Ellen’s full letter of apology is below.

Hey everybody – it’s Ellen. On day one of our show, I told everyone in our first meeting that The Ellen DeGeneres Show would be a place of happiness – no one would ever raise their voice, and everyone would be treated with respect. Obviously, something changed, and I am disappointed to learn that this has not been the case. And for that, I am sorry. Anyone who knows me knows it’s the opposite of what I believe and what I hoped for our show.

I could not have the success I’ve had without all of your contributions. My name is on the show and everything we do and I take responsibility for that. Alongside Warner Bros, we immediately began an internal investigation and we are taking steps, together, to correct the issues. As we’ve grown exponentially, I’ve not been able to stay on top of everything and relied on others to do their jobs as they knew I’d want them done. Clearly some didn’t. That will now change and I’m committed to ensuring this does not happen again.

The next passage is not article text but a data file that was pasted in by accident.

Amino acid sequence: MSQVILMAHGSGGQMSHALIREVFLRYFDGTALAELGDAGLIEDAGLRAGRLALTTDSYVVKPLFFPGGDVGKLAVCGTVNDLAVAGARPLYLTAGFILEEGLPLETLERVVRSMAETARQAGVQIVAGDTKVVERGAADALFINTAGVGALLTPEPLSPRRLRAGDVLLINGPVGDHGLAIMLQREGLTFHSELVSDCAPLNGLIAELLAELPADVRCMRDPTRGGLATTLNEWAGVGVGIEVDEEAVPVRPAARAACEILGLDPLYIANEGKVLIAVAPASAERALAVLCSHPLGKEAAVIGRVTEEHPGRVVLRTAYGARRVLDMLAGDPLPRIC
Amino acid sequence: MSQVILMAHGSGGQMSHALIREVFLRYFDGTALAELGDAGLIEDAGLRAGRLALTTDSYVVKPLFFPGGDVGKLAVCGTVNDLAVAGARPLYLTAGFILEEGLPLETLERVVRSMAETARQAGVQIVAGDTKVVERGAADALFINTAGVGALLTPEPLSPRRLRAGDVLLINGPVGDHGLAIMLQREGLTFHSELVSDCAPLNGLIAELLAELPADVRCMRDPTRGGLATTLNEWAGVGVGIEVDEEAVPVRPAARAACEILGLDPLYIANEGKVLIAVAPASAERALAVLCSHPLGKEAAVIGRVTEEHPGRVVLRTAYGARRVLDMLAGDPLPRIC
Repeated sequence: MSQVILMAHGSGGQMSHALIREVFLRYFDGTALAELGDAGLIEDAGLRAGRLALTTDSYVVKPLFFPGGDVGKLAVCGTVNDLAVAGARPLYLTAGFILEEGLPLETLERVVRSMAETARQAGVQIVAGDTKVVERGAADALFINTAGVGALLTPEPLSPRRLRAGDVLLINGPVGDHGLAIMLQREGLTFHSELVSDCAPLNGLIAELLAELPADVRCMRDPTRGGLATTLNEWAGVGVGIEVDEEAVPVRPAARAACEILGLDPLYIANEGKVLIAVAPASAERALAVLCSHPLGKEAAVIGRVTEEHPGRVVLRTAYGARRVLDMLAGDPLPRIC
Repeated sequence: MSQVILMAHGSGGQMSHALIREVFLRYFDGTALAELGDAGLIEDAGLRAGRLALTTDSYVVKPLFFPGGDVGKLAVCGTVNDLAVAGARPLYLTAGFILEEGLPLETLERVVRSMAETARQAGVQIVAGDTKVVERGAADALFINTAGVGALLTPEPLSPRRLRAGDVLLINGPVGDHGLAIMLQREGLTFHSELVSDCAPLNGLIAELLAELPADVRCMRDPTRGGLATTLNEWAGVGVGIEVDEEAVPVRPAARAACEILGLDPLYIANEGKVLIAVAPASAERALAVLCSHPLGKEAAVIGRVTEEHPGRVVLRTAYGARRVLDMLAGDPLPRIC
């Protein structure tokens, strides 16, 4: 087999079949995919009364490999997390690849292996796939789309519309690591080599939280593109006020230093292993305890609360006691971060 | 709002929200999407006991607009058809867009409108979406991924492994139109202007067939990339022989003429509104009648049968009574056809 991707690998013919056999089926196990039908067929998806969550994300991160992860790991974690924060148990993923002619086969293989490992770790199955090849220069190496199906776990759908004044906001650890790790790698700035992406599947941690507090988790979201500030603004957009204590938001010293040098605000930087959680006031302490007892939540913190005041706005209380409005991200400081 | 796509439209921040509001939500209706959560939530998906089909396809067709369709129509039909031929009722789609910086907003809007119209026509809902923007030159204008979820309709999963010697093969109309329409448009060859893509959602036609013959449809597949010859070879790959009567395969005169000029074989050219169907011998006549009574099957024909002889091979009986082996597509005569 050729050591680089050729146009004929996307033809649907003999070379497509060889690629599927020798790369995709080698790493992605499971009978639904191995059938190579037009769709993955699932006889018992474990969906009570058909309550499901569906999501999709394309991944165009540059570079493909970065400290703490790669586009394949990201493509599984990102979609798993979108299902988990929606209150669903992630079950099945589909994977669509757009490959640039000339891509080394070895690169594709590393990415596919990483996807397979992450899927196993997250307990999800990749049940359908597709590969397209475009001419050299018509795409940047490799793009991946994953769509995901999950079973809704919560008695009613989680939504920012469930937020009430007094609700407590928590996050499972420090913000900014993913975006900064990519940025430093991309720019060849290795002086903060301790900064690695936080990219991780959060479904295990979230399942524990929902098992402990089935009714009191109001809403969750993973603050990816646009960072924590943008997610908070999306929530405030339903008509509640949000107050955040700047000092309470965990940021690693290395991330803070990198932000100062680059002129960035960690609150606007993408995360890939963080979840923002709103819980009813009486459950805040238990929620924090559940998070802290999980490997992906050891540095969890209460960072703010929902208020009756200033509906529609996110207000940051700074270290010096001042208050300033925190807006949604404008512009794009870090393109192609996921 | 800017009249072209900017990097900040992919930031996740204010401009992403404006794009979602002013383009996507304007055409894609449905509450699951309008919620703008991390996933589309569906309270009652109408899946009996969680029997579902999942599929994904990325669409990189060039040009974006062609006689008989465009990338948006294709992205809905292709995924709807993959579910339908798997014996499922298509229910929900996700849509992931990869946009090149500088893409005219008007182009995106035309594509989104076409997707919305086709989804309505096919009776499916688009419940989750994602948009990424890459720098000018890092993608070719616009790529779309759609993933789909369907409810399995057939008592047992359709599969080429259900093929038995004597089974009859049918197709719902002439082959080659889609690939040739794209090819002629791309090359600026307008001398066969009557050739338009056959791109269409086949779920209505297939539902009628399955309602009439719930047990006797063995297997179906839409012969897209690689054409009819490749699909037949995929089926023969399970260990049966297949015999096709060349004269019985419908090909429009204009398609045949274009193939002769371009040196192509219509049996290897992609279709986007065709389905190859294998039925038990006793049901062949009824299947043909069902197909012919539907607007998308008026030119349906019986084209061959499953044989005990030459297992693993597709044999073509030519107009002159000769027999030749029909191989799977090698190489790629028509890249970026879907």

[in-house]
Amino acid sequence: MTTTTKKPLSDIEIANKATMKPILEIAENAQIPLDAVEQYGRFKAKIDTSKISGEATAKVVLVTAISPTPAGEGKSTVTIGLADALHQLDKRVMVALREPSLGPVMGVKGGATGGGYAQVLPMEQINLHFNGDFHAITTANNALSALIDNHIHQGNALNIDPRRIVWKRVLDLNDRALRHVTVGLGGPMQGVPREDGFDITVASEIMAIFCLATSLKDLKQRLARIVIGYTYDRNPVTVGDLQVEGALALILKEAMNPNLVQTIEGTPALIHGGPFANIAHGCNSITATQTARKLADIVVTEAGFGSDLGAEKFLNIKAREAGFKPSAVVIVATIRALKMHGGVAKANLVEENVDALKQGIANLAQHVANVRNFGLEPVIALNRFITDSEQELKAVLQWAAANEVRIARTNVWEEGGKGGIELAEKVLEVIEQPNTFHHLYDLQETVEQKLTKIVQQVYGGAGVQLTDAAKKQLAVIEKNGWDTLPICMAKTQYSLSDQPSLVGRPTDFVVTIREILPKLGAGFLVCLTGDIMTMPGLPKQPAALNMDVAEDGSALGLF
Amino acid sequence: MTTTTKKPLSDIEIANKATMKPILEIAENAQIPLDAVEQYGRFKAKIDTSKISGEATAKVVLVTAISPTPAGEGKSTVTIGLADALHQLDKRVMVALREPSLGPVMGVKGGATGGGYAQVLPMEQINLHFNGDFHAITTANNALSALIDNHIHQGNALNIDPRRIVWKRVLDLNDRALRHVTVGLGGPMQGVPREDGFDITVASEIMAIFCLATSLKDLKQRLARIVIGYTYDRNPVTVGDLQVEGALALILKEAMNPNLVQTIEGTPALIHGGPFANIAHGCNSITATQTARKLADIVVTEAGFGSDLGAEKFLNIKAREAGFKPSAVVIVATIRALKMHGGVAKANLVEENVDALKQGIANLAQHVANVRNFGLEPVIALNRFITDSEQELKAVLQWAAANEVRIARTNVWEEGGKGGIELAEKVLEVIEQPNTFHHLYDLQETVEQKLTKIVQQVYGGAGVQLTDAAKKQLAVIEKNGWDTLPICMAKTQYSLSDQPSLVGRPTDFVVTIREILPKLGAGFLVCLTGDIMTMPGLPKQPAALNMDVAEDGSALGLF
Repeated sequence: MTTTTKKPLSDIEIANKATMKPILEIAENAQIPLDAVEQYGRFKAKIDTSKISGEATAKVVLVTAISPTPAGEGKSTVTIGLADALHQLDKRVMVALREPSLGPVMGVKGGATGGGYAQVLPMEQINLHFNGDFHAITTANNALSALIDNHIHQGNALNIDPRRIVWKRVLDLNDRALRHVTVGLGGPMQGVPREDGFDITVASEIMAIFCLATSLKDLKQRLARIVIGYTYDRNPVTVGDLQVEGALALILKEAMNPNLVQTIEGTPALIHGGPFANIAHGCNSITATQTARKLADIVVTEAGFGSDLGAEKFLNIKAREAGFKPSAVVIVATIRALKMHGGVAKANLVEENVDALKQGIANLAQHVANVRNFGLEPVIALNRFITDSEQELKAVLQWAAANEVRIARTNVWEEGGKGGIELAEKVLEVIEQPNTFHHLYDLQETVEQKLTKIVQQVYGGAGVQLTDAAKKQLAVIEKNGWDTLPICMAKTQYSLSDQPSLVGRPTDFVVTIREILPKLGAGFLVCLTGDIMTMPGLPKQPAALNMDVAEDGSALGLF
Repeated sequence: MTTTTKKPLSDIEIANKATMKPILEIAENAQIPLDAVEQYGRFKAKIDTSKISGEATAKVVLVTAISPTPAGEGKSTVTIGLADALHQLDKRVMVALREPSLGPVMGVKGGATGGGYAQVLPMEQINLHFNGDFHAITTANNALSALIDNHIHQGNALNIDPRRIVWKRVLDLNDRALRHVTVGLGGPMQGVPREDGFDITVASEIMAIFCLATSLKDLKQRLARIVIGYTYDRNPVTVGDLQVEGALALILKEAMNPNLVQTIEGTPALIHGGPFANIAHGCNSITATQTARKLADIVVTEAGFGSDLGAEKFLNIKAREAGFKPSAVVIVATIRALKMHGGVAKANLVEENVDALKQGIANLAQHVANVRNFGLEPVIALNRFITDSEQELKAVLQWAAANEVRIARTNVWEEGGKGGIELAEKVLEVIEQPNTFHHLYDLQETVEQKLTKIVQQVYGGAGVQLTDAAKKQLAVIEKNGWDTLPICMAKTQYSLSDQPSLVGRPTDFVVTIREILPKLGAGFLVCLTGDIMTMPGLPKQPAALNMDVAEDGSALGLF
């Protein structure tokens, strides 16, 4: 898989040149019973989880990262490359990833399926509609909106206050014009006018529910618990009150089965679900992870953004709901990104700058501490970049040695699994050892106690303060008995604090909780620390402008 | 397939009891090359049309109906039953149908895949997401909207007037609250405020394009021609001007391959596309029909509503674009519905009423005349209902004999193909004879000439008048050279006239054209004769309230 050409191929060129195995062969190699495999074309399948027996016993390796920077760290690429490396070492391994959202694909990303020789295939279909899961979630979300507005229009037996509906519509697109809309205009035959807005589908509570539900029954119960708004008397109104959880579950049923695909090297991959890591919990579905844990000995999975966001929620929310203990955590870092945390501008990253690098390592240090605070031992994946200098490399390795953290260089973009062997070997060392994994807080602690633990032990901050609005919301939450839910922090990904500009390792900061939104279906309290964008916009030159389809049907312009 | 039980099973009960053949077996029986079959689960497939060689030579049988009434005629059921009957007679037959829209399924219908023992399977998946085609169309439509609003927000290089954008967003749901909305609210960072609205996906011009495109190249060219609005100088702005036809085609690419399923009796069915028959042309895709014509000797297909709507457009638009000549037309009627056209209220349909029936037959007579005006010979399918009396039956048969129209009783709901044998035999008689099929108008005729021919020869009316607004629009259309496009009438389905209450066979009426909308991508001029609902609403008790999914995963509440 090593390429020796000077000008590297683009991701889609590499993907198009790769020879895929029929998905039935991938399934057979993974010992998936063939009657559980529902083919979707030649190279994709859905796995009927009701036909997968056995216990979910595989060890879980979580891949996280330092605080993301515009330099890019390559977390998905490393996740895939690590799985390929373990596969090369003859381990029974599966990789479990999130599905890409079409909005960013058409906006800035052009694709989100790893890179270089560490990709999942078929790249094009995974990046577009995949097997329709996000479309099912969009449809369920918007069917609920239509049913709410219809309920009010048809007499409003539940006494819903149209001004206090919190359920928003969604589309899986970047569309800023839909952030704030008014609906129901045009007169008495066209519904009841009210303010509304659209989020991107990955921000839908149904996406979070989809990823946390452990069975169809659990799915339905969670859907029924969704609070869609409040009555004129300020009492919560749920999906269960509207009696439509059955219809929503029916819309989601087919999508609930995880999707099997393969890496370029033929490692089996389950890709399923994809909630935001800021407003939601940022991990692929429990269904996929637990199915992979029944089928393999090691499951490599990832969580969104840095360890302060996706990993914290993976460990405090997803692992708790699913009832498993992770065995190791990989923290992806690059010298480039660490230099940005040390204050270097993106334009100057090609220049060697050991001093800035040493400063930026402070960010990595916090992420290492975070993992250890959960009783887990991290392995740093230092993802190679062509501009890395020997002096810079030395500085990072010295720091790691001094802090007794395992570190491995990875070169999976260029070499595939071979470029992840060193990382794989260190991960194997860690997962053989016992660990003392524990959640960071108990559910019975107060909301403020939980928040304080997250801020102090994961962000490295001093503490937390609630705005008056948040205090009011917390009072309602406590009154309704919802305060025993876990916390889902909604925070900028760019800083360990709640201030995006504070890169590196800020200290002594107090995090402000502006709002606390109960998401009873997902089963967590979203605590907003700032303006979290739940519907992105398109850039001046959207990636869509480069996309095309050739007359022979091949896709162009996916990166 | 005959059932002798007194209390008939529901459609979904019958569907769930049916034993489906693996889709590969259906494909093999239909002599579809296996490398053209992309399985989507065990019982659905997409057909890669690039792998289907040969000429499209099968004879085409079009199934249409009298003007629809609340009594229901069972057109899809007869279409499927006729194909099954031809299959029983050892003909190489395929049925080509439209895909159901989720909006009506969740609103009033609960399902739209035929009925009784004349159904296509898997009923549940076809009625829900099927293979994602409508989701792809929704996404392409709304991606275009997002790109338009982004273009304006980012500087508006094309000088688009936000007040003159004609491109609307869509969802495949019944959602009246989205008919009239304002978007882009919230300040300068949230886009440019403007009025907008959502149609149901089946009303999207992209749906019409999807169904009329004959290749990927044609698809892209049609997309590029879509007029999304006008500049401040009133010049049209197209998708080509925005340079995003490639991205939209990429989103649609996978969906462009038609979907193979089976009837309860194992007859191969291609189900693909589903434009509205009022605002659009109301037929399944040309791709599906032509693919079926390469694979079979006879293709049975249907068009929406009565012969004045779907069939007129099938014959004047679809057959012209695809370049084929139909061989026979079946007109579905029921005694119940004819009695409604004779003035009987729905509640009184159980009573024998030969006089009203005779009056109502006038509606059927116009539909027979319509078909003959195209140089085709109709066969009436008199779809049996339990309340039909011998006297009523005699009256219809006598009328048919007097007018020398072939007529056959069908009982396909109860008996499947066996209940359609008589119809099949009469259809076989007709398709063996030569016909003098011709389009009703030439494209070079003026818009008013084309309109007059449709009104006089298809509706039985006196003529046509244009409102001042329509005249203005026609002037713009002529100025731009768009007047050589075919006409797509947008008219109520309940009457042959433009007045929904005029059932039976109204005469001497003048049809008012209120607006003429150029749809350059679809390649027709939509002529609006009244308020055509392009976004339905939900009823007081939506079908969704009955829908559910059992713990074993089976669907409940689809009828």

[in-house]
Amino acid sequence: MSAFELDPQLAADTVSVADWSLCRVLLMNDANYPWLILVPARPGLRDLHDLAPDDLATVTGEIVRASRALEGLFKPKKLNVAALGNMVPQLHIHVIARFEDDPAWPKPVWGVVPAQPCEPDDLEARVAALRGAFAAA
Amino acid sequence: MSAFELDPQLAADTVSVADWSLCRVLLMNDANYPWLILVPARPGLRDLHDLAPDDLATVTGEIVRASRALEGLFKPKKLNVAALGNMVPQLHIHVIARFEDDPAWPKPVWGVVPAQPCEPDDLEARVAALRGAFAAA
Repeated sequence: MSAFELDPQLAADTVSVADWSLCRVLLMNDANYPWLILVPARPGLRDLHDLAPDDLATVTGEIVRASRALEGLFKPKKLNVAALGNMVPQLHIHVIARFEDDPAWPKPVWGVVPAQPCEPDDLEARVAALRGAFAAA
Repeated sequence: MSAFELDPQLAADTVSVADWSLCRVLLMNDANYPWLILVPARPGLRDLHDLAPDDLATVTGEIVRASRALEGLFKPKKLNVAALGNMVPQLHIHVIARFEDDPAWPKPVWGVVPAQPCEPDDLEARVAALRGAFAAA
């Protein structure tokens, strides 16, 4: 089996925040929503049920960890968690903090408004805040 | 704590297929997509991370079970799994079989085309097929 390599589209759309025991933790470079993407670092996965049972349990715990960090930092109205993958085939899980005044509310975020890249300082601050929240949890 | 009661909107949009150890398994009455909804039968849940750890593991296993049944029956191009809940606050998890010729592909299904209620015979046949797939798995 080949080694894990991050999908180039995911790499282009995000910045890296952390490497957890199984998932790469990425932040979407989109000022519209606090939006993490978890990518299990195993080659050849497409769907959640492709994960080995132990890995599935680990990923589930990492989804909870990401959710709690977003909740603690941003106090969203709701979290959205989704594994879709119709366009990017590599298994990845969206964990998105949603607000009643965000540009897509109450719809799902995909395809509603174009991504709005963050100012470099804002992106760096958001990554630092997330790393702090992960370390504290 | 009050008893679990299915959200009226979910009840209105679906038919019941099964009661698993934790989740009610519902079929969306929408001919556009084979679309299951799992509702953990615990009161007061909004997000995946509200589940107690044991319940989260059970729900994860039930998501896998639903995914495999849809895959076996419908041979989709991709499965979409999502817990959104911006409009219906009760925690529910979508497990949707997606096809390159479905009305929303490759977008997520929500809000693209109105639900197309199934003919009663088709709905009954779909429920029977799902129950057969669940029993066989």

I’m also learning that people who work with me and for me are speaking on my behalf and misrepresenting who I am and that has to stop. As someone who was judged and nearly lost everything for just being who I am, I truly understand and have deep compassion for those being looked at differently, or treated unfairly, not equal, or – worse – disregarded. To think that any one of you felt that way is awful to me.

It’s been way too long, but we’re finally having conversations about fairness and justice. We all have to be more mindful about the way our words and actions affect others, and I’m glad the issues at our show were brought to my attention. I promise to do my part in continuing to push myself and everyone around me to learn and grow. It’s important to me and to Warner Bros. that everyone who has something to say can speak up and feels safe doing so.

I am so proud of the work we do and the fun and joy we all help put out in the world. I want everyone at home to love our show and I want everyone who makes it to love working on it. Again, I’m so sorry to anyone who didn’t have that experience. If not for COVID, I’d have done this in person, and I can’t wait to be back on our stage and see you all then.

Stay safe and healthy.

Love,

Ellen

Actual Story on LGBTQ Nation
Author: Alex Bollinger

My name is David but my online nick almost everywhere is Altabear. I'm a web developer, graphic artist and outspoken human rights (and by extension, mens rights) advocate. Married to my gorgeous husband for 10 years, together for 24 and living with our partner of 1.5 years, in beautiful Edmonton, Canada.